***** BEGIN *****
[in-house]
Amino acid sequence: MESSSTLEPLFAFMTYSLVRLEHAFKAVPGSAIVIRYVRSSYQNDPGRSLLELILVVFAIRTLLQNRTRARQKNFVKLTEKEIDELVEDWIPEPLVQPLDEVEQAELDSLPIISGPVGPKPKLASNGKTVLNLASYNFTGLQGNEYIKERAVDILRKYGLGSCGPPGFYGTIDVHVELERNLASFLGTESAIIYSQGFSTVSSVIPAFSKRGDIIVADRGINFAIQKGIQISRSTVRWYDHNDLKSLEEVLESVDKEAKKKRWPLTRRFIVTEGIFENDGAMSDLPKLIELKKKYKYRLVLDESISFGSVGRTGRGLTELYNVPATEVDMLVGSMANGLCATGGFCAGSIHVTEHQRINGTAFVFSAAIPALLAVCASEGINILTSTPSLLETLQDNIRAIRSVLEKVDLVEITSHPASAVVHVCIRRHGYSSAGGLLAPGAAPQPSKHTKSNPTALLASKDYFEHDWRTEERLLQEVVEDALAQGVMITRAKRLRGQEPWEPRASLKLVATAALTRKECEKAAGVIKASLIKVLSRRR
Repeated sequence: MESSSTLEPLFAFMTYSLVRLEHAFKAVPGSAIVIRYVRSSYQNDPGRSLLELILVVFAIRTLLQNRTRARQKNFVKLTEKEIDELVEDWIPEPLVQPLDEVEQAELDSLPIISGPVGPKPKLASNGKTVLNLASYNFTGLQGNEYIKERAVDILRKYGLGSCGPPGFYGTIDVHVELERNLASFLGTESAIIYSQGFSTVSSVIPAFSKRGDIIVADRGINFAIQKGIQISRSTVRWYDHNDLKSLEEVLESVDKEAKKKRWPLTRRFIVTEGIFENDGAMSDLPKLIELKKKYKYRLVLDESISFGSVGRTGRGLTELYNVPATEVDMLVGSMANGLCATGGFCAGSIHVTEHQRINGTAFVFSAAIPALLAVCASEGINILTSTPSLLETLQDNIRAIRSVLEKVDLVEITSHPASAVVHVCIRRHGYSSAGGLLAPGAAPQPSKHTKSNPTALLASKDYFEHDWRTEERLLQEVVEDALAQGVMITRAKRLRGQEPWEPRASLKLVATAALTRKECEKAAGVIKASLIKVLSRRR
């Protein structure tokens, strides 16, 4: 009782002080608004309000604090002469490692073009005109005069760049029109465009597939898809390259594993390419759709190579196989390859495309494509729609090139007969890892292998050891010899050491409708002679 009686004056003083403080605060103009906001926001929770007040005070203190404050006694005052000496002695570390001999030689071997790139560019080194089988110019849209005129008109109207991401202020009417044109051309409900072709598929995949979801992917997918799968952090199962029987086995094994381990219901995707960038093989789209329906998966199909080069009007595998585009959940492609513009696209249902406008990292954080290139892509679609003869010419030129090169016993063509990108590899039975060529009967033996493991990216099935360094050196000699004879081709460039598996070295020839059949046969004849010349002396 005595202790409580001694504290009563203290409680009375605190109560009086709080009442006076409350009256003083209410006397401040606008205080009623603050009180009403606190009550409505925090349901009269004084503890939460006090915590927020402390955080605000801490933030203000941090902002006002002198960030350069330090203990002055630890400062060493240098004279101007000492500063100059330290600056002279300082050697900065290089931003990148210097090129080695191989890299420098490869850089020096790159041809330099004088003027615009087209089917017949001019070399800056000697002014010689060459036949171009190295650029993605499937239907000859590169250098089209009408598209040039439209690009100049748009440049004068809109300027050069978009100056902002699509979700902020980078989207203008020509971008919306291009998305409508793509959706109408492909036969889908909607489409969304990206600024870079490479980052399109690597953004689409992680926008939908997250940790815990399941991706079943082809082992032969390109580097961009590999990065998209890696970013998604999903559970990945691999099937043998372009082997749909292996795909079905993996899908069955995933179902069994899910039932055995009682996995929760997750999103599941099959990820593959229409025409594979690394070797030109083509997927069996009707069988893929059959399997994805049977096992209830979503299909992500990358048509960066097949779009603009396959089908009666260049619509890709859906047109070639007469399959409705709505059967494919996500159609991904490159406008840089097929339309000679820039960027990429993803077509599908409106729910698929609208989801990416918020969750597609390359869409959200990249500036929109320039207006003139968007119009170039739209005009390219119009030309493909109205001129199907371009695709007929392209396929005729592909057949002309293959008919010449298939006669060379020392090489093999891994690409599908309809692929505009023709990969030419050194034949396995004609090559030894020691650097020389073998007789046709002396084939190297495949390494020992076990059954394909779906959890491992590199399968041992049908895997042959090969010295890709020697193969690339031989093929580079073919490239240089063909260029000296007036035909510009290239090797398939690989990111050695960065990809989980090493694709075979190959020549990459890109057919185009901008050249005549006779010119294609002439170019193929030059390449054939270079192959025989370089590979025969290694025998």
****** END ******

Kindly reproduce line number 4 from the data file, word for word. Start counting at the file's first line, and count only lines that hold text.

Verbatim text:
């Protein structure tokens, strides 16, 4: 009782002080608004309000604090002469490692073009005109005069760049029109465009597939898809390259594993390419759709190579196989390859495309494509729609090139007969890892292998050891010899050491409708002679 009686004056003083403080605060103009906001926001929770007040005070203190404050006694005052000496002695570390001999030689071997790139560019080194089988110019849209005129008109109207991401202020009417044109051309409900072709598929995949979801992917997918799968952090199962029987086995094994381990219901995707960038093989789209329906998966199909080069009007595998585009959940492609513009696209249902406008990292954080290139892509679609003869010419030129090169016993063509990108590899039975060529009967033996493991990216099935360094050196000699004879081709460039598996070295020839059949046969004849010349002396 005595202790409580001694504290009563203290409680009375605190109560009086709080009442006076409350009256003083209410006397401040606008205080009623603050009180009403606190009550409505925090349901009269004084503890939460006090915590927020402390955080605000801490933030203000941090902002006002002198960030350069330090203990002055630890400062060493240098004279101007000492500063100059330290600056002279300082050697900065290089931003990148210097090129080695191989890299420098490869850089020096790159041809330099004088003027615009087209089917017949001019070399800056000697002014010689060459036949171009190295650029993605499937239907000859590169250098089209009408598209040039439209690009100049748009440049004068809109300027050069978009100056902002699509979700902020980078989207203008020509971008919306291009998305409508793509959706109408492909036969889908909607489409969304990206600024870079490479980052399109690597953004689409992680926008939908997250940790815990399941991706079943082809082992032969390109580097961009590999990065998209890696970013998604999903559970990945691999099937043998372009082997749909292996795909079905993996899908069955995933179902069994899910039932055995009682996995929760997750999103599941099959990820593959229409025409594979690394070797030109083509997927069996009707069988893929059959399997994805049977096992209830979503299909992500990358048509960066097949779009603009396959089908009666260049619509890709859906047109070639007469399959409705709505059967494919996500159609991904490159406008840089097929339309000679820039960027990429993803077509599908409106729910698929609208989801990416918020969750597609390359869409959200990249500036929109320039207006003139968007119009170039739209005009390219119009030309493909109205001129199907371009695709007929392209396929005729592909057949002309293959008919010449298939006669060379020392090489093999891994690409599908309809692929505009023709990969030419050194034949396995004609090559030894020691650097020389073998007789046709002396084939190297495949390494020992076990059954394909779906959890491992590199399968041992049908895997042959090969010295890709020697193969690339031989093929580079073919490239240089063909260029000296007036035909510009290239090797398939690989990111050695960065990809989980090493694709075979190959020549990459890109057919185009901008050249005549006779010119294609002439170019193929030059390449054939270079192959025989370089590979025969290694025998």